Glass Block Windows can be assembled out of two materials. One being mortar/cement and the other being silicone. Each material has its benefits and drawbacks.
Using mortar was the most common form of assembling glass blocks windows for decades. It was the most efficient and secure way. Mortar joints are usually white and provide a checkerboard look to the window. That being said, many times the joints are offset white, and sometimes colored to match the color of the building the glass block windows would be installed in. Mortar joints were also widely believed to be the most durable way of making glass block windows, when in fact the joints tend to dry out and crumble over time. Over the years more people noticed these issues and decided to use a new material to assemble glass block windows.
In the last 20 or so years, using silicone, or caulk, in the assembly of glass block windows hasbecome extremely popular. Silicone joints provide all the security, strength, and durability that cement windows do, while offering a cleaner look and almost no drawbacks. With a clear silicone joint, the glass block window allows more light to come through and makes the glass block window look just like a regular window would, with no dividing lines. With silicone joints, glass blocks are flush against one another, allowing no room for air to seep through, making them more energy efficient. The glass blocks being close together also provide strength to the whole window. Where with cement joints, a broken glass block might compromise the integrity of the whole window, with silicone there is no issue. A silicone joint will not crack like a cement joint might. Silicone joints for assembly of glass block windows are also preferred for bathrooms because a silicone joint will not allow mold or mildew to grow, which often happens with the moist air in bathrooms. In the case some mold might grow, a simple wipe off with a sponge usually cleans it. Since manufacturers decided to use silicone joints for glass block windowassembly, many more homeowners and commercial building owners have looked into getting glass block windows installed in their buildings.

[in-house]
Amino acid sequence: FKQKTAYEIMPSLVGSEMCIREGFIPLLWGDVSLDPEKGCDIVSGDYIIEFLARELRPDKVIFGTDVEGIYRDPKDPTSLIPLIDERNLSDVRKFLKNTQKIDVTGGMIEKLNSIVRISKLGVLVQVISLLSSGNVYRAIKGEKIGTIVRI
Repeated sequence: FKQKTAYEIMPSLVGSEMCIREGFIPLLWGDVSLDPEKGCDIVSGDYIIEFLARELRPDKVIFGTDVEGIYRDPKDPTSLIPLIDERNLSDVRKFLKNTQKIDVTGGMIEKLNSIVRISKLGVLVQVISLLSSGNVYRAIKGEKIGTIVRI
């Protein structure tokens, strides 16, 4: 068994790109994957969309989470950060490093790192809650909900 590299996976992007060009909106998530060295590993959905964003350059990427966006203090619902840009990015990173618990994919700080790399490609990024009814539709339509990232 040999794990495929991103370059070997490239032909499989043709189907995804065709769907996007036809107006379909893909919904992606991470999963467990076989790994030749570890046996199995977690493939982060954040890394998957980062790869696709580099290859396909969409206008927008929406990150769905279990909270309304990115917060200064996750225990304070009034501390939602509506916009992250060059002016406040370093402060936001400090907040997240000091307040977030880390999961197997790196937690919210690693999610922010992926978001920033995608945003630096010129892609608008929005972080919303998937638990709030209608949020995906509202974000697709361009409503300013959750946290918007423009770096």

We at the Glass Block Factory offer the choice of both silicone and cement joints, as well as a variety of glass block patterns and glass block vents. Feel free to visit our website at www.glassblockfactory.com to see samples of both.
Vented or Solid Glass Block Window
Aside from choosing an assembly material, many people struggle in their decision over having a glass block window made with a vent, or leaving the window solid glass block. Each option again has its benefits and drawbacks. In most cases glass block windows have a vent. This allows for air flow which most homes need. Bathrooms, basements, and bedrooms almost always have vented glass block windows. Bathroom glass block windows need the vent to eliminate moisture and prevent mildew buildup. Basement glass block windows need the vent to allow air to circulate, again eliminating moisture and any smells. Bedroom glass block windows need the vent to make sure there is plenty of fresh air to make sleeping as comfortable as possible. Everyone enjoys a good night’s sleep. Solid glass block windows are most often used in commercial buildings or basements where the windows are in window wells. In many commercial buildings windows are hard to access and vents are unnecessary. Some business owners also prefer the security of a solid glass block window. A solid glass block window would be preferred in a home where window wells fill up with water during storms. Even though glass block vents are waterproof, when window wells fill up, water can sometimes seep through. A solid glass block window does not allow any water to get inside.
As with any other window or home remodeling decision, it comes down to personal preference. Many people have their own opinions about vented glass block windows and solid glass block windows. Glass block factory offers both options as well as a variety of glass block patterns and glass block vents.